And every single thing that "Pandora" (or, perhaps, really the author?) says about her brother, who she supposedly loves, comments on his fatness. Like, WE GET IT. HE's FAT. He doesn't just have a big jacket, his jacket is so big it is like carrying a sleeping bag. He doesn't just sit on furniture, he breaks it. Oh and of course he doesn't just sh**, he poops so much that there's literally poop chunks floating down the hall. ARE YOU KIDDING ME?! Not to mention the fact that his gaining just over 200 pounds in 4 years does not actually match up with what he supposedly eats in a day.

And this is all just in the first half of the book, and I haven't even touched on the celebrity childhood or her famous company, which she also insists on talking about ad nauseum. At page 176, I mistakenly believed it was going to get better. Something actually changed. It wasn't just going to be 400 pages of Shriver... er, Pandora judging fat people but pretending to care about them. So narrator has to make a choice... choose her jerk of a husband or her fat disgusting slob of a brother.

What choice does she make? How does it turn out? What're the spoilers that everyone is so carefully avoiding? Here's the non-spoiler answer: who. cares. Take it from someone who suffered through reading the whole thing... it didn't get better. It's not worth knowing. It's worse than pathetic. (if you really want the spoilers? go to bottom and highlight text to reveal)

In sum, I would recommend this book to literally no one. I would not recommend this book to anyone who has struggled or is struggling with weight because it is unaware and offensive. I would not recommend this book to anyone who knows someone who has struggled or is struggling with weight because it is unhelpful, patronizing, and offensive. I would not recommend this book to someone who knows no one who has this kind of weight issue because it will simply give them the wrong idea about how fat people are in the so-called privacy of someone else's home. Just say no. No.

ONE of five stars. A touch of credit can be given because she's poetic with her language.


I mean. really? People enjoy this?
Profile Image for Mme Forte.
898 reviews6 followers
September 11, 2013
I don't have time to get into all the things I disliked about this book, but here are a few. They're mostly about the language, but some are about the writing.
The relationships are woefully underwritten. I know nothing about the siblings' childhood that would lead me to believe they were, as they narrator insists, each other's crutches and very intertwined during a difficult time. She says they were, and we have to believe her.
I do not for an instant buy that they were so close as children and the narrator has now not seen her brother in enough time that she is shocked that he has become morbidly obese.
I don't buy the brother's explanation for his weight gain.*
I don't believe that parents in Iowa let their teenage kids swear like sailors.
If you are British author speaking in the voice of an American, talk like an American. We do not get "ratty"; we get cranky or grumpy or pissy. We do not talk about staying "on-side" with somebody. We do not commonly use "I'd" as a contraction for "I had" in a sentence like this: I'd no idea he was so unhappy.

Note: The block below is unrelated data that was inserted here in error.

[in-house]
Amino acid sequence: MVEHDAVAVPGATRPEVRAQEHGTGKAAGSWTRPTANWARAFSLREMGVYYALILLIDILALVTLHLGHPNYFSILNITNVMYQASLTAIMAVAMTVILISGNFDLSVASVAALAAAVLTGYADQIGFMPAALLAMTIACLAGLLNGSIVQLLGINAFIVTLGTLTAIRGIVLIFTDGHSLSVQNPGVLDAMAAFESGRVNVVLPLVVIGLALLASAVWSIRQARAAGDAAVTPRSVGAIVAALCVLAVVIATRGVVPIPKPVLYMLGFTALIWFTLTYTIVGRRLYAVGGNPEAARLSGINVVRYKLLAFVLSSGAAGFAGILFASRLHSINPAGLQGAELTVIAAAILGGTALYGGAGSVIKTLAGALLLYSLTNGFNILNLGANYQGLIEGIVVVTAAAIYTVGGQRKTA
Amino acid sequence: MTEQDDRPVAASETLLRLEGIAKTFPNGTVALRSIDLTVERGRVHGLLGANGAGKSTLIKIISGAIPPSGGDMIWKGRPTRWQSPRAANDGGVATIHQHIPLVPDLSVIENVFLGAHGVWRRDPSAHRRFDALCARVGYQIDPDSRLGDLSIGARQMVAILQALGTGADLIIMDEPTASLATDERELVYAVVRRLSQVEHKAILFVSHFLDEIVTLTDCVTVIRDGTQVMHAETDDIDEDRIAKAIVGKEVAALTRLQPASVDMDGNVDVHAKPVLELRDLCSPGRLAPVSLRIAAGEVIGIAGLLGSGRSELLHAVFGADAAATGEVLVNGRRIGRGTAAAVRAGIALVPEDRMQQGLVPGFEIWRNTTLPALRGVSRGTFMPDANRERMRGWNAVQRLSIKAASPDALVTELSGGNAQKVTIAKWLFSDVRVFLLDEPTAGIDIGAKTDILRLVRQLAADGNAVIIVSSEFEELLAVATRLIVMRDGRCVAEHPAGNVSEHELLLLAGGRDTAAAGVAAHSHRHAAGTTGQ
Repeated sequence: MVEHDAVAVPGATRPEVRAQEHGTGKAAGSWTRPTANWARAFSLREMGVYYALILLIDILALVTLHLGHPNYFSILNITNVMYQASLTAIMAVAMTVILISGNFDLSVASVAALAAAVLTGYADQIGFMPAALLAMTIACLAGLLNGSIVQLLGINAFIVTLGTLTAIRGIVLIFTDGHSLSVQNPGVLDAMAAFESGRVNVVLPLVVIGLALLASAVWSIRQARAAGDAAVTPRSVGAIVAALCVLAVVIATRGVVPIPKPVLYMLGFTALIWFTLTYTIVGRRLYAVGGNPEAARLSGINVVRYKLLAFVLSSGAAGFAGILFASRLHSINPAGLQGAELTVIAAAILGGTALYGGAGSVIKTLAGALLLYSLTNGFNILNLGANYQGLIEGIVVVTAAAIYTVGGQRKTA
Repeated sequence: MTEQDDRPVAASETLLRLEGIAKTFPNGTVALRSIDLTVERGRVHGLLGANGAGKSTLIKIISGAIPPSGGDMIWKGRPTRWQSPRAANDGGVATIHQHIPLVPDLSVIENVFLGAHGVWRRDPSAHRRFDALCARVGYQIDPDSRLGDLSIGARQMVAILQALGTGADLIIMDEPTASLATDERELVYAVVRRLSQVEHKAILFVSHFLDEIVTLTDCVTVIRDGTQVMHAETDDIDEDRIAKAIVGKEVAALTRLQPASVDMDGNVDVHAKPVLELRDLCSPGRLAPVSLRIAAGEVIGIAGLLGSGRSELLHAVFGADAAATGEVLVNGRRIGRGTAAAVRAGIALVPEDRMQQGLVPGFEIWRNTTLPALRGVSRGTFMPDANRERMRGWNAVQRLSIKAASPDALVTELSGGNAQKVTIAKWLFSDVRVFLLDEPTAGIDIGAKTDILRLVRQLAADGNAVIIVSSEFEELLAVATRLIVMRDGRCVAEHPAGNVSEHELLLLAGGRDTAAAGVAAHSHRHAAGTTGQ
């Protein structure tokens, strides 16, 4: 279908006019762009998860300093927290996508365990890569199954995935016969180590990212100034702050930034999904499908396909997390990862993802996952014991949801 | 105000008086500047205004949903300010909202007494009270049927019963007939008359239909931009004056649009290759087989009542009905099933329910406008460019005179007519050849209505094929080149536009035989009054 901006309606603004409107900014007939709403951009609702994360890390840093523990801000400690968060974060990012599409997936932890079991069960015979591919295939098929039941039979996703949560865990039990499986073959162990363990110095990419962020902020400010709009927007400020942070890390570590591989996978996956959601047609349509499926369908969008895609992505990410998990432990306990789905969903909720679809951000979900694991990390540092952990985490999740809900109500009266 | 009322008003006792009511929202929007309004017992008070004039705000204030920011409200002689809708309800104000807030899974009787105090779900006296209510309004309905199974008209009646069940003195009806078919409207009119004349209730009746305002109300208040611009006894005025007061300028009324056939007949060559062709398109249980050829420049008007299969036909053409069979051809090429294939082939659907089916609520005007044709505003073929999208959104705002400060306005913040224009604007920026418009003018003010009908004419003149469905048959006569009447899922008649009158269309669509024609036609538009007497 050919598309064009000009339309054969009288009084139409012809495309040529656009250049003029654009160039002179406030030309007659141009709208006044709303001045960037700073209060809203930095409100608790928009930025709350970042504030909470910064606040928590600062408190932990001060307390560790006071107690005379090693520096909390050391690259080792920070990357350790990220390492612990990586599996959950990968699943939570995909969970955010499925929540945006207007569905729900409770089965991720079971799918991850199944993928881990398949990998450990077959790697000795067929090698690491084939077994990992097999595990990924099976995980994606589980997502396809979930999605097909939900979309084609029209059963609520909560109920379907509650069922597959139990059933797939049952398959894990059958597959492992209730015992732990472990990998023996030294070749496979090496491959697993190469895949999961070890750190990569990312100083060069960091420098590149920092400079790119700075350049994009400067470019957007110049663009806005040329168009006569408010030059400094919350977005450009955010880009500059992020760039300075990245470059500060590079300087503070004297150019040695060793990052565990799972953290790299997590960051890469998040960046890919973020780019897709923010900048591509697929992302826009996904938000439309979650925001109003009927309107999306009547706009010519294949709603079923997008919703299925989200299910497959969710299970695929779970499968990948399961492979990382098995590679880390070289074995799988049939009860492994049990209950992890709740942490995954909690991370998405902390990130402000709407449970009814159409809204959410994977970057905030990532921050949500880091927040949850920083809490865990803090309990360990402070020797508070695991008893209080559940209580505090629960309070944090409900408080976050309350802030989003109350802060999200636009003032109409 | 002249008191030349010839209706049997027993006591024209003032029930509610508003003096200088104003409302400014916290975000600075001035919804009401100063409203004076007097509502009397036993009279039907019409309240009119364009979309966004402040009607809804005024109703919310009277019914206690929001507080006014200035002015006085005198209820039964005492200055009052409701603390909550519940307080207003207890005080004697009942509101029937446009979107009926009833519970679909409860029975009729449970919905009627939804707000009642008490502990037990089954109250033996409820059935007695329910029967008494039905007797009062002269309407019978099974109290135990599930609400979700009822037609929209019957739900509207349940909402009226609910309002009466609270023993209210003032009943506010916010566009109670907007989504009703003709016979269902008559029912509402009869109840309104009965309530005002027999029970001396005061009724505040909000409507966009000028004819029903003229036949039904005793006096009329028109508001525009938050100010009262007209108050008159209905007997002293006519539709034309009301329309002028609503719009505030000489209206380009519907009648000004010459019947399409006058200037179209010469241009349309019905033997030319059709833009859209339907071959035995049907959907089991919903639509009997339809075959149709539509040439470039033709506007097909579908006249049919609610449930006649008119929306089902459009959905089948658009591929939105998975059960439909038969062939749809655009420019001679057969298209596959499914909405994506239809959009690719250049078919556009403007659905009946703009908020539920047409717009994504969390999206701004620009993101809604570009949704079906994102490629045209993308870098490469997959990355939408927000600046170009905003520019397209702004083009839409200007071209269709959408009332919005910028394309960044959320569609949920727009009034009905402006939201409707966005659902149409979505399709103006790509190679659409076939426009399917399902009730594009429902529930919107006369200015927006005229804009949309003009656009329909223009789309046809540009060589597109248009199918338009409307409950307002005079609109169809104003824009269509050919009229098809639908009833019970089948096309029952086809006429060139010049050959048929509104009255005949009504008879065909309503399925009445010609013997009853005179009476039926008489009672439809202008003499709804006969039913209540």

The author has a tin ear for dialogue. I haven't read such stiff, stilted talk since the last Patricia Cornwell book I read.
Dropping the subjects of sentences does not make your characters seem more laid-back and casual; it just chops up the prose and ruins its rhythm. Sentences that read like Couldn't have done it; wouldn't have made sense are deadening in large, repeated doses.
Unless you are Charles Dickens, please do not attempt to write like Charles Dickens. Convoluted sentence structure like something out of "Little Dorrit" is not impressive. It is just confusing. For example, from p. 77: "Driven by this craving if not for a moral then at least for an accusation as a kind of mortality kewpie doll, even commonly honest people will reconfigure the mangle of the truth into a form that has pizzazz." WHAT THE HELL DOES THAT EVEN MEAN? It doesn't make any more sense in context, believe me.
*Although I suppose since the whole conversation where he reveals it TURNS OUT TO BE A GIANT LIE, I suppose it's not subject to the same standards of truthiness as an authentic conversation would be. Who does she think she is, Ian McEwan? The "twist" ending is the only reason I kept reading this book and it turns out it's not a twist; it's a "Dallas" ending with a fat guy instead of a dude in the shower.
I'm sadly disappointed. I heard the author on NPR and was intrigued by her premise. Unfortunately, she seems to have bitten off more than she could chew, what with a marriage, a health problem that is also a social issue, a difficult sibling relationship, and a semi-troubled stepkid.
And who calls a business Baby Monotonous? Seriously.
Profile Image for Darlene.
370 reviews133 followers
October 2, 2017
I listened to the audiobook version of this novel, Big Brother,and it was narrated by Alice Rosengard.

Lionel Shriver has become one of my favorite authors. Her novels are brutally honest, insightful and although she doesn't shy away from difficult topics, she writes about them with a great deal of sensitivity. In her novel,Big Brother, Ms. Shriver writes about obesity.... our culture's obsession with food, weight loss, the 'perfect' body type and perhaps most importantly, the emotional toll that obesity takes , not only on the overweight person, but on the members of the family. Obesity , because it is a condition which is easily observed by everyone and thus is a condition which is public and yet at the same time is intensely personal.